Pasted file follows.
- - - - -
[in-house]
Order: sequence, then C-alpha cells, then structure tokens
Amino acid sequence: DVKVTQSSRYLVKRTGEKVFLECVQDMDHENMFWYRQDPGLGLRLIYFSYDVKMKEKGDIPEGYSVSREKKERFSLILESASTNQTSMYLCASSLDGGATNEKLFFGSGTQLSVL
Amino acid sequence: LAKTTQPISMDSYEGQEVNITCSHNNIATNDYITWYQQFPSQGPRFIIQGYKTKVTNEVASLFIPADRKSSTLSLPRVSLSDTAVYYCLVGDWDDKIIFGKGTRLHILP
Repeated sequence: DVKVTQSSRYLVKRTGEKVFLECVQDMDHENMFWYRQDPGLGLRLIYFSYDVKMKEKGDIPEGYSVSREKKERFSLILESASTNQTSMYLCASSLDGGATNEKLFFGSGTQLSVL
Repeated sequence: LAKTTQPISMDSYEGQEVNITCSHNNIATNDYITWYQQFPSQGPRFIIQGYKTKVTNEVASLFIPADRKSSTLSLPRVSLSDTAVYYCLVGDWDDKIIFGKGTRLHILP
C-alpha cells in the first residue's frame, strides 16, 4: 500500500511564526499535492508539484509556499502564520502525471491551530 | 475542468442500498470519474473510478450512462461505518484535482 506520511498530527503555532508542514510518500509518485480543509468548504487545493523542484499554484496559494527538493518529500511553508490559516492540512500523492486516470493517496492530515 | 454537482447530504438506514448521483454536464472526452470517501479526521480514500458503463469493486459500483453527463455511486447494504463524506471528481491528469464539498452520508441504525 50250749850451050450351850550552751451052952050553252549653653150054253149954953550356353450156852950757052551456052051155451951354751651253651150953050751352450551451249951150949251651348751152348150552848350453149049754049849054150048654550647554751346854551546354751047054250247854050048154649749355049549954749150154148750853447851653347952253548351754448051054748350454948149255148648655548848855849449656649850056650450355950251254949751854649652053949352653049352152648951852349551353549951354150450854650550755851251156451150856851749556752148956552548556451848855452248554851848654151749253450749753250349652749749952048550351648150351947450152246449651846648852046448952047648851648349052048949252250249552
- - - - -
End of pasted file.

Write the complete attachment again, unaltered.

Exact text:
[in-house]
Order: sequence, then C-alpha cells, then structure tokens
Amino acid sequence: DVKVTQSSRYLVKRTGEKVFLECVQDMDHENMFWYRQDPGLGLRLIYFSYDVKMKEKGDIPEGYSVSREKKERFSLILESASTNQTSMYLCASSLDGGATNEKLFFGSGTQLSVL
Amino acid sequence: LAKTTQPISMDSYEGQEVNITCSHNNIATNDYITWYQQFPSQGPRFIIQGYKTKVTNEVASLFIPADRKSSTLSLPRVSLSDTAVYYCLVGDWDDKIIFGKGTRLHILP
Repeated sequence: DVKVTQSSRYLVKRTGEKVFLECVQDMDHENMFWYRQDPGLGLRLIYFSYDVKMKEKGDIPEGYSVSREKKERFSLILESASTNQTSMYLCASSLDGGATNEKLFFGSGTQLSVL
Repeated sequence: LAKTTQPISMDSYEGQEVNITCSHNNIATNDYITWYQQFPSQGPRFIIQGYKTKVTNEVASLFIPADRKSSTLSLPRVSLSDTAVYYCLVGDWDDKIIFGKGTRLHILP
C-alpha cells in the first residue's frame, strides 16, 4: 500500500511564526499535492508539484509556499502564520502525471491551530 | 475542468442500498470519474473510478450512462461505518484535482 506520511498530527503555532508542514510518500509518485480543509468548504487545493523542484499554484496559494527538493518529500511553508490559516492540512500523492486516470493517496492530515 | 454537482447530504438506514448521483454536464472526452470517501479526521480514500458503463469493486459500483453527463455511486447494504463524506471528481491528469464539498452520508441504525 50250749850451050450351850550552751451052952050553252549653653150054253149954953550356353450156852950757052551456052051155451951354751651253651150953050751352450551451249951150949251651348751152348150552848350453149049754049849054150048654550647554751346854551546354751047054250247854050048154649749355049549954749150154148750853447851653347952253548351754448051054748350454948149255148648655548848855849449656649850056650450355950251254949751854649652053949352653049352152648951852349551353549951354150450854650550755851251156451150856851749556752148956552548556451848855452248554851848654151749253450749753250349652749749952048550351648150351947450152246449651846648852046448952047648851648349052048949252250249552